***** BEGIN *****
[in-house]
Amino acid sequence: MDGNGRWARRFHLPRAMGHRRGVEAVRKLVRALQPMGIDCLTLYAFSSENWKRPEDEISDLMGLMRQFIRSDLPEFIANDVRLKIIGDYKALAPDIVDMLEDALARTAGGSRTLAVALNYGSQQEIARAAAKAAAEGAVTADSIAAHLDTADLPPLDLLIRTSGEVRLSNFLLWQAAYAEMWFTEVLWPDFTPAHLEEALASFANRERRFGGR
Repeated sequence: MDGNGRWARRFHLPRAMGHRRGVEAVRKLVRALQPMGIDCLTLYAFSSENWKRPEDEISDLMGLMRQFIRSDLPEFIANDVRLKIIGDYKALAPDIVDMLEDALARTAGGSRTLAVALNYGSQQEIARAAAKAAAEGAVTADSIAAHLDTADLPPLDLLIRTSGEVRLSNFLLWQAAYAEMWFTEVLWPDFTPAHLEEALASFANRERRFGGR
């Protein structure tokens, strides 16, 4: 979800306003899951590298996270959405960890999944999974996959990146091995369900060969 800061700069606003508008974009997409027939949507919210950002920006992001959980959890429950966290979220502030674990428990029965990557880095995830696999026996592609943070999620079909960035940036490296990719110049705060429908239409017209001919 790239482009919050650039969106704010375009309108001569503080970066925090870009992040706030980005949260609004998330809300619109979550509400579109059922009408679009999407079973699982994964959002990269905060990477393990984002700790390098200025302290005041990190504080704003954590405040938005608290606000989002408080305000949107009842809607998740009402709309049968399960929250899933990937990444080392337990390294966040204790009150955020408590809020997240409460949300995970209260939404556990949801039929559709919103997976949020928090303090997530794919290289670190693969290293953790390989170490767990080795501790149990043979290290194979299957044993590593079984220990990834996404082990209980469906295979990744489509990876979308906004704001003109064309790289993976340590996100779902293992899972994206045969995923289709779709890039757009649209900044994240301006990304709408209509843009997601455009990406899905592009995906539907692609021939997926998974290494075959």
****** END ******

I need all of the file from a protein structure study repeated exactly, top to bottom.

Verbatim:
[in-house]
Amino acid sequence: MDGNGRWARRFHLPRAMGHRRGVEAVRKLVRALQPMGIDCLTLYAFSSENWKRPEDEISDLMGLMRQFIRSDLPEFIANDVRLKIIGDYKALAPDIVDMLEDALARTAGGSRTLAVALNYGSQQEIARAAAKAAAEGAVTADSIAAHLDTADLPPLDLLIRTSGEVRLSNFLLWQAAYAEMWFTEVLWPDFTPAHLEEALASFANRERRFGGR
Repeated sequence: MDGNGRWARRFHLPRAMGHRRGVEAVRKLVRALQPMGIDCLTLYAFSSENWKRPEDEISDLMGLMRQFIRSDLPEFIANDVRLKIIGDYKALAPDIVDMLEDALARTAGGSRTLAVALNYGSQQEIARAAAKAAAEGAVTADSIAAHLDTADLPPLDLLIRTSGEVRLSNFLLWQAAYAEMWFTEVLWPDFTPAHLEEALASFANRERRFGGR
């Protein structure tokens, strides 16, 4: 979800306003899951590298996270959405960890999944999974996959990146091995369900060969 800061700069606003508008974009997409027939949507919210950002920006992001959980959890429950966290979220502030674990428990029965990557880095995830696999026996592609943070999620079909960035940036490296990719110049705060429908239409017209001919 790239482009919050650039969106704010375009309108001569503080970066925090870009992040706030980005949260609004998330809300619109979550509400579109059922009408679009999407079973699982994964959002990269905060990477393990984002700790390098200025302290005041990190504080704003954590405040938005608290606000989002408080305000949107009842809607998740009402709309049968399960929250899933990937990444080392337990390294966040204790009150955020408590809020997240409460949300995970209260939404556990949801039929559709919103997976949020928090303090997530794919290289670190693969290293953790390989170490767990080795501790149990043979290290194979299957044993590593079984220990990834996404082990209980469906295979990744489509990876979308906004704001003109064309790289993976340590996100779902293992899972994206045969995923289709779709890039757009649209900044994240301006990304709408209509843009997601455009990406899905592009995906539907692609021939997926998974290494075959």